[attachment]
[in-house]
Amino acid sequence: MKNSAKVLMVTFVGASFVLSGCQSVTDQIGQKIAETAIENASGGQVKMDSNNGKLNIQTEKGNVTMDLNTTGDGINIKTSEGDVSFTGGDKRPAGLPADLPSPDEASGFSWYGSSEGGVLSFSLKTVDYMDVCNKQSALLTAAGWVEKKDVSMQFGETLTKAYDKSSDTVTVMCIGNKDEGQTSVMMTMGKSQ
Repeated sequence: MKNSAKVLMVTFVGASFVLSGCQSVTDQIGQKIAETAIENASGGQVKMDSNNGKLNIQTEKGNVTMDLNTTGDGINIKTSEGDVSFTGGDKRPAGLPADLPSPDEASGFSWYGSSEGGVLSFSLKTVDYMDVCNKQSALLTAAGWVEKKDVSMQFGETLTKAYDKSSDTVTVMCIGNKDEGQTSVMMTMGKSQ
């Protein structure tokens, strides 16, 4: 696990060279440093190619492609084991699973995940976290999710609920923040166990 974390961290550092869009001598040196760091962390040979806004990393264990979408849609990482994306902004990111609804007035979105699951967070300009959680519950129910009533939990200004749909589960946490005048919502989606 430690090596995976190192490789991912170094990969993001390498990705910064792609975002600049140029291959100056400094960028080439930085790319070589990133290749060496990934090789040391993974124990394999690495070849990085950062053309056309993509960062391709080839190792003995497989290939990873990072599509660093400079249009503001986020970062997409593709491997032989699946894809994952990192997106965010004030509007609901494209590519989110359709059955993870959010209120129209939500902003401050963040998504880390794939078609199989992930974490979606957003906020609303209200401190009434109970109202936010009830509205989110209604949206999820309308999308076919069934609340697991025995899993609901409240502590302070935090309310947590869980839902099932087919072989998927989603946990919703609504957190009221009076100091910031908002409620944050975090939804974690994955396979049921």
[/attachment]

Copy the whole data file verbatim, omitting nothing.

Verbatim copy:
[in-house]
Amino acid sequence: MKNSAKVLMVTFVGASFVLSGCQSVTDQIGQKIAETAIENASGGQVKMDSNNGKLNIQTEKGNVTMDLNTTGDGINIKTSEGDVSFTGGDKRPAGLPADLPSPDEASGFSWYGSSEGGVLSFSLKTVDYMDVCNKQSALLTAAGWVEKKDVSMQFGETLTKAYDKSSDTVTVMCIGNKDEGQTSVMMTMGKSQ
Repeated sequence: MKNSAKVLMVTFVGASFVLSGCQSVTDQIGQKIAETAIENASGGQVKMDSNNGKLNIQTEKGNVTMDLNTTGDGINIKTSEGDVSFTGGDKRPAGLPADLPSPDEASGFSWYGSSEGGVLSFSLKTVDYMDVCNKQSALLTAAGWVEKKDVSMQFGETLTKAYDKSSDTVTVMCIGNKDEGQTSVMMTMGKSQ
């Protein structure tokens, strides 16, 4: 696990060279440093190619492609084991699973995940976290999710609920923040166990 974390961290550092869009001598040196760091962390040979806004990393264990979408849609990482994306902004990111609804007035979105699951967070300009959680519950129910009533939990200004749909589960946490005048919502989606 430690090596995976190192490789991912170094990969993001390498990705910064792609975002600049140029291959100056400094960028080439930085790319070589990133290749060496990934090789040391993974124990394999690495070849990085950062053309056309993509960062391709080839190792003995497989290939990873990072599509660093400079249009503001986020970062997409593709491997032989699946894809994952990192997106965010004030509007609901494209590519989110359709059955993870959010209120129209939500902003401050963040998504880390794939078609199989992930974490979606957003906020609303209200401190009434109970109202936010009830509205989110209604949206999820309308999308076919069934609340697991025995899993609901409240502590302070935090309310947590869980839902099932087919072989998927989603946990919703609504957190009221009076100091910031908002409620944050975090939804974690994955396979049921």